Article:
Hundreds of people took to Raynes Park Sports Ground last Saturday as the eighth annual Born Too Soon Cup raised more than £2,000.
The football tournament, run by sports coaching company Target Sports Coaching, saw 15 teams battle it out for the trophy in a 6-a-side format in aid of the charity, which provides vital equipment and support for babies born prematurely and their families at Kingston Hospital.
Since its founding in 1985 the money raised by Born Too Soon has enabled it to purchase specialist equipment such as heated mattresses, incubators, special pads which allow babies to be held while receiving treatment, and a Bilirubinometer, a device which scans to check for a baby’s jaundice level.
Alongside this, the charity is on hand to support the families with a host of special touches to make life easier and it is thanks to charity days such as the Born Too Soon Cup that this is possible.
Michael Branch, Target Sports Coaching director, said: “Days like this are massive.
“Over the last seven years we’ve managed to raise around £14,000 and an incubator for a child in the unit is about £5,000 so, if you look at it on that scale, we’ve been able to get nearly three incubator machines into the unit.
“These are obviously the most important part of a child’s introduction into the world to give them the best chance of being able to survive from an early birth.
“Me and my wife Abigail set up the tournament because of our children.
“They both went through the care of the neonatal unit at Kingston Hospital and so it was our way of giving something back to the hospital. We wanted to help other children going through the same experiences and their families who need the support as well.
“They did such an amazing job of bringing both our children up from birth and made things a lot easier, supporting us through what was probably the most difficult period of our lives so far.”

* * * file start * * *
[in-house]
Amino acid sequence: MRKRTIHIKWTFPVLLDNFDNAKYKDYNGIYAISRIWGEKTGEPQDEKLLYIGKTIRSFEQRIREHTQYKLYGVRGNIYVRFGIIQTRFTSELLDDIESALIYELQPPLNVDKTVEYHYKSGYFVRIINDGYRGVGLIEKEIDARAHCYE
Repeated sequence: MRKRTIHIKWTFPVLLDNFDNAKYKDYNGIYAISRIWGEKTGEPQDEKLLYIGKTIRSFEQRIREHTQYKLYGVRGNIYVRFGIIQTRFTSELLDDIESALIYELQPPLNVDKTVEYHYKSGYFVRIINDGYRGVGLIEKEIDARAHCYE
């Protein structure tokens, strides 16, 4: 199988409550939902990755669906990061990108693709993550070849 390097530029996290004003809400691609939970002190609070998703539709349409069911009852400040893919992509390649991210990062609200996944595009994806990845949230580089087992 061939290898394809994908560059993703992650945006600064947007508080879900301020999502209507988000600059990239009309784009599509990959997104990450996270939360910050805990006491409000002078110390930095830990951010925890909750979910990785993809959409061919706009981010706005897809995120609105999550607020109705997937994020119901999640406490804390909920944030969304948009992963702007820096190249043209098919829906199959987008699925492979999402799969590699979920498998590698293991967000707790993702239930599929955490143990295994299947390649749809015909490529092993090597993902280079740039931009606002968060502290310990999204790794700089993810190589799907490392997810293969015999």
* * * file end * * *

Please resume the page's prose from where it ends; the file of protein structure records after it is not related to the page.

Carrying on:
The day was not just about the football on show, with a barbeque, cake sale and bouncy castle all adding to the family fun of the event as those in attendance, including untold excited toddlers, did their bit to support the cause despite gale force winds threatening to disrupt matters.
Abigail Fogg, Target Sports Coaching director, said: “Everyone here is really generous and supports us through raising money, whether we sell burgers, refreshments, or goes on the bouncy castles.
“Families can spend up to 10 weeks, maybe more, in hospital and so the charity is vital in it provides a lot of support for the unit who put on lots of little touches which help you get through a really rough time.”
Among those supporting the tournament were several families who have first hand experience of having a baby on Kingston Hospital’s Neonatal Unit as well as the support Born Too Soon give out.
Eleanor Reed, whose son Will was in the unit after being born 10 weeks early, said: “It’s really important to us, we couldn’t have done without the charity when we were in hospital.
“Michael and Abigail do amazing work to put something like this on, they’re lovely people.”
In a move befitting the spirit of the day, the sun managed to shine eventually and £2,305 was raised for charity.
What is more, Target’s very own team won the tournament.